Fight Winter Depression With These Fruity Pickles

Pickling is the ancient art of canning. Without it, many of our ancestors would have died of starvation or malnutrition, especially in the dead of winter. This is especially true in the Baltic countries, where freezing temperatures wreak havoc on soil and vegetation as early as November. Therefore, it is not surprising that in places like Latvia you can find the most exciting tastes and varieties of pickles.

Riga Central Market is a massive sprawling structure of five reconstructed German Zeppelin hangars. If you were born after the Hindenburg burned down in 1937 and have no idea what it looks like, imagine the tall, semi-cylindrical pavilions sticking out of the ground like a row of symmetrical Art Deco camel humps. In total, it covers about 778,000 square feet with approximately 3,000 stands in and around the market. The United Nations Educational, Scientific and Cultural Organization (UNESCO) recognized the building’s importance in 1998 when an international cultural organization listed it as a World Heritage Site along with Old Riga, the historical center of the Latvian capital.

Fruits and vegetables are usually found outside, even in freezing winter temperatures on late November mornings. Meat, fish and dairy products are for the most part separated by the terminal, although you will notice some mixing. Honey and beeswax, for example, seem to pop up anywhere, like moths. Then there are bakeries, a few clothing stores, and a modest-sized food court given the immensity of the market.

What attracts me and tickles my imagination is cucumbers. The vendors, mostly women in their fifties and sixties, are armed with white buckets almost overflowing with pickles—large onions, mushrooms, and cucumbers soaked like an earthen sponge in this delicious brine.

Niels Gelvele leads me around and chats with various vendors as I lose myself in the landscape and the cacophony of smells, hoping that some of these pickles might well be on his shopping list. Indeed they are. We buy five small plastic containers to return to FERMA , where Gelvele works as a chef. In a way, he is now the chef of Latvia itself, having won the title of “Chef of the Year in Latvia” thanks to the Latvian Chefs Club.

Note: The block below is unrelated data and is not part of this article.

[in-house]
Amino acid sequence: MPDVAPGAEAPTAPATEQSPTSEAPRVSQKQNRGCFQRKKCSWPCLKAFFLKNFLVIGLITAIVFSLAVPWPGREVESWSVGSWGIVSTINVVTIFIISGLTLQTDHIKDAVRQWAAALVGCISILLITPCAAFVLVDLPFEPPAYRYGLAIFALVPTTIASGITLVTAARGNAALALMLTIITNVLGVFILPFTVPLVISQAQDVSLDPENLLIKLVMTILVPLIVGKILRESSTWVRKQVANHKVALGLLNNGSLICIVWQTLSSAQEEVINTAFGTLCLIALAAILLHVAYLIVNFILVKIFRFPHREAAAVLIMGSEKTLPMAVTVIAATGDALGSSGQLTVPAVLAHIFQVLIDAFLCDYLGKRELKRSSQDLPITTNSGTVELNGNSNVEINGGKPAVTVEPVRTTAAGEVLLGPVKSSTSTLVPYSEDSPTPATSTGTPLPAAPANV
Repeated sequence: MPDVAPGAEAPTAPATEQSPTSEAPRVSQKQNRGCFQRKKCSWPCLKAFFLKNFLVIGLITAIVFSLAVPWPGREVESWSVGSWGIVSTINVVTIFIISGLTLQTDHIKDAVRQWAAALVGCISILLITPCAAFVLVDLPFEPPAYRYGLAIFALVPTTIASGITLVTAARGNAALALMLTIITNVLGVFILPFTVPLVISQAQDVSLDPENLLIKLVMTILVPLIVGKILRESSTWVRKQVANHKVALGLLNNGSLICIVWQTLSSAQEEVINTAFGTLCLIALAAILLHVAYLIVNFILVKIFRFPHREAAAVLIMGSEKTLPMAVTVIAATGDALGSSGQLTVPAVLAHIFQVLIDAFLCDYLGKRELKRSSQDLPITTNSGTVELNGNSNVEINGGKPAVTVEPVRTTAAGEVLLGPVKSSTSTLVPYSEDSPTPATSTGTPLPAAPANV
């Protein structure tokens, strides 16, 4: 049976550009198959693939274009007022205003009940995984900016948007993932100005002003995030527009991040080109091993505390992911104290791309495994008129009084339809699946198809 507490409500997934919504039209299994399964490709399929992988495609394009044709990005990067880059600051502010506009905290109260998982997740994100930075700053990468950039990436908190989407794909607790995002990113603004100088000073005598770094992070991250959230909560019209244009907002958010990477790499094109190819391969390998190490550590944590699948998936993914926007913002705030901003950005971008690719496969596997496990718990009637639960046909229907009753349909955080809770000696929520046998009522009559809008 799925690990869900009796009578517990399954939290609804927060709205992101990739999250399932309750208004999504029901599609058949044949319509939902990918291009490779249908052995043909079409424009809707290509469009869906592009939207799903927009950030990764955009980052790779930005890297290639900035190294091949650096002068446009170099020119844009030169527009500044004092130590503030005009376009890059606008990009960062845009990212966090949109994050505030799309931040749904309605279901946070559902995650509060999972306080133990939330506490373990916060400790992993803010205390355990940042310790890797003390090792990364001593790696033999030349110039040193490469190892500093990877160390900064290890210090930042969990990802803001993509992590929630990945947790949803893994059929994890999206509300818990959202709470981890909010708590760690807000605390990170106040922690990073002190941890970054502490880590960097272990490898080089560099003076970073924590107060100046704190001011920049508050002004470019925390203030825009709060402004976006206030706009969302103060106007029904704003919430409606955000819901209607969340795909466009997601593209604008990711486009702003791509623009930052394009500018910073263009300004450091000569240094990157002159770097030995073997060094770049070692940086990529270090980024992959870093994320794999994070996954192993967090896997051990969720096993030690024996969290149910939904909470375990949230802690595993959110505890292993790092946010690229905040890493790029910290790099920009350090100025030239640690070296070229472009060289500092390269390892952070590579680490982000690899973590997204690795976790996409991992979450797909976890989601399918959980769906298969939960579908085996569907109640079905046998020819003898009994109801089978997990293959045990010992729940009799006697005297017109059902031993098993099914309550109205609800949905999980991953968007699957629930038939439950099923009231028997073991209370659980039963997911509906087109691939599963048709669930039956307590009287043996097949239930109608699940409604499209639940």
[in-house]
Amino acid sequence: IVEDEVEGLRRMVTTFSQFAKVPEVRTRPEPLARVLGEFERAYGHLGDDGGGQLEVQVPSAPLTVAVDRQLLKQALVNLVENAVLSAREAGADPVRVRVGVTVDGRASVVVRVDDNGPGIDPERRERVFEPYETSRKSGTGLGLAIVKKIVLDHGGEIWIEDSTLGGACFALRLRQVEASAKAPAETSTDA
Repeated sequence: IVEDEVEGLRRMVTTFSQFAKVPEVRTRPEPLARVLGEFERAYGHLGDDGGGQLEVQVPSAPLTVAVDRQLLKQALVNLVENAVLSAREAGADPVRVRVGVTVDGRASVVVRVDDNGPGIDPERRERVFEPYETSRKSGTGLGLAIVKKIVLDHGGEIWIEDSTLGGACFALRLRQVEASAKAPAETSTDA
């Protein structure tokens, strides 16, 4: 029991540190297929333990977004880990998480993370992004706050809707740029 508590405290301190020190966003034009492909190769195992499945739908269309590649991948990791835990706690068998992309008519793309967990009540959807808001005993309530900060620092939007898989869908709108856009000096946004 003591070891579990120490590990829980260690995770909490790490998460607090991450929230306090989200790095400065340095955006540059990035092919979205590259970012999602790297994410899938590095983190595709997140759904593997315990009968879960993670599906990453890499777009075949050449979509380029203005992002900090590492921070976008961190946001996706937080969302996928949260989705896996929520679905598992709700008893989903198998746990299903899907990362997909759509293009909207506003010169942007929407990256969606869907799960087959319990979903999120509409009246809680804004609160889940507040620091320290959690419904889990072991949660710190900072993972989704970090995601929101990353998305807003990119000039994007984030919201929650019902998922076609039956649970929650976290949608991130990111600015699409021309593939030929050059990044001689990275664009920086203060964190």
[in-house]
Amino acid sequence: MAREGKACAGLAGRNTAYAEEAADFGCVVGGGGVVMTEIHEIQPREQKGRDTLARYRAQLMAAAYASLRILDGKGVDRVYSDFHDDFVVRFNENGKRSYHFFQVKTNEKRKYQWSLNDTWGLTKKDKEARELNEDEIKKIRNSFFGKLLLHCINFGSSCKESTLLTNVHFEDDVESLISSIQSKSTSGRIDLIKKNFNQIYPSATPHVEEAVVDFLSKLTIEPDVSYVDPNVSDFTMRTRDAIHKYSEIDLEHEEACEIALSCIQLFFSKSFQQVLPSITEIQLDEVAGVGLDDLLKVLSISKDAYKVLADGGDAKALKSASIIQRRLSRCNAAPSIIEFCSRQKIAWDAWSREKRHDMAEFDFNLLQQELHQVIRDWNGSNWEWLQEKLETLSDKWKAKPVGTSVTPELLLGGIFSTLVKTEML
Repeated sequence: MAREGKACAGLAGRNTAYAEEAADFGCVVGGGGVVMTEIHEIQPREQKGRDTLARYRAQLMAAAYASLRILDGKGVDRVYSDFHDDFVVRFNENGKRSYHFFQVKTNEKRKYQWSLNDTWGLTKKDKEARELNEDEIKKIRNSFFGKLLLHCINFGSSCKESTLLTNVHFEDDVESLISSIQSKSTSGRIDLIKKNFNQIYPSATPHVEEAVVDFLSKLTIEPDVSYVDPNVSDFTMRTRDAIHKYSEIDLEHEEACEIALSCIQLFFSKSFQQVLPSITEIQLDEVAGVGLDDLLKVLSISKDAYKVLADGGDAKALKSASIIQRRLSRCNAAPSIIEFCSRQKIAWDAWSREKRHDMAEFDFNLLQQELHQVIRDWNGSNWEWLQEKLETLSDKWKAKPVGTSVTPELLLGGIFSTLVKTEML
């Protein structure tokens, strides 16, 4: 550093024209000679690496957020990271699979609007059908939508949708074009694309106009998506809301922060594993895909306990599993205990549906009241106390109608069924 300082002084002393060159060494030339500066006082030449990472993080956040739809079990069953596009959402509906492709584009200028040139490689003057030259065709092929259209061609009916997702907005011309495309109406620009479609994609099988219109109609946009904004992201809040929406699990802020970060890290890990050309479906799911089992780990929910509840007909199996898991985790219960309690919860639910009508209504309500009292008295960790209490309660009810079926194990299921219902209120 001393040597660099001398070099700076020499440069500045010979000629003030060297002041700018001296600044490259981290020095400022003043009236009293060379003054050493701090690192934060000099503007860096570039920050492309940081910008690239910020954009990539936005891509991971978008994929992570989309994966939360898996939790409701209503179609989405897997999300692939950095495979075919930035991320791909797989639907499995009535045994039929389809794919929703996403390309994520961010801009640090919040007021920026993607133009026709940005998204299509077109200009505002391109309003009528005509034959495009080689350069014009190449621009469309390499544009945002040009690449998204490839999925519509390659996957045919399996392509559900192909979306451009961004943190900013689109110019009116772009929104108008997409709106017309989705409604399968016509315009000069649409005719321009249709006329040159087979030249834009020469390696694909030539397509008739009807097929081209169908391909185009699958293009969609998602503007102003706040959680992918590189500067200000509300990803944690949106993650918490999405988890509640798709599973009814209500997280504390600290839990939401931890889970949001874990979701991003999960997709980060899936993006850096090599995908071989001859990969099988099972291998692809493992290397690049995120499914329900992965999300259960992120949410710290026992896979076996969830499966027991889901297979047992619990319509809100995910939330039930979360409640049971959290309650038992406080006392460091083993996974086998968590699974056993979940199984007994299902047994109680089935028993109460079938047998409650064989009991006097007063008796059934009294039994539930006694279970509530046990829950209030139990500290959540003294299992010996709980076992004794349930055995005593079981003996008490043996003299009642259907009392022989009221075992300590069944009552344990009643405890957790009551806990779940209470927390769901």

FERMA is about an hour from opening for lunch when we arrive. I follow Gewele down the snowy alley to the kitchen, where food preparation is in full swing. Valeria Chudova, sous-confectioner at FERMA restaurant, works on various desserts, including honey cake. Later we finish decorating it along with walnuts, biscuits and of course honey.

I watch as Gelvele begins gathering ingredients for a salad with fresh and roasted Jerusalem artichoke, arugula, hazelnuts, dried cranberries, and blackcurrant vinegar. But which cucumber is best? Finally, we pop off the plastic lids and start tasting. We have cabbage in different pickles, from sweet and sour to white wine, and mushrooms soaked in vinegar, salt and sugar. Neither disappoints, but raspberry marinated kale wows us both with rich, vinegar-filtered raspberry flavor sliding down my tongue like it’s rolling down a waterslide.

I myself pickle from time to time, but always followed a simple recipe of vinegar, water, salt and sugar. The idea of ​​using fruit vinegars for pickling never occurred to me, and I mentioned it to Gelvel. It was then that he blurted out his transition formula:

In one 250 ml container, he will brine vegetables in the proportion of 1/3 raspberry juice, 1/3 white wine and 1/3 raspberry vinegar, that is, about 80 ml of each liquid, plus 2 tablespoons of sugar and one tablespoon of salt. That’s all. The addition of fruit vinegars and juices transforms a standard pickle into something unique with little to no extra effort. This opens up new possibilities for experimenting at home with your favorite vinegars and fruit flavors.

“I just started using marinades like this to get more interesting flavors and make the dish more balanced,” he says. “I love when the taste of berries is combined with other ingredients.”

Gelwele says home cooks can experiment with this formula on other vegetables such as cucumbers, carrots, beets, cauliflower and cabbage. “Though maybe not raw potatoes.

The darkness of winter wreaks havoc on our moods, making us yearn for the long days of summer, so it’s important to find fresh scents to keep life interesting. So take your vegetables to taste, experiment with a new batch of berry vinegar and juice, and turn your lazy plate of winter manure into a delicious stream of goodies.


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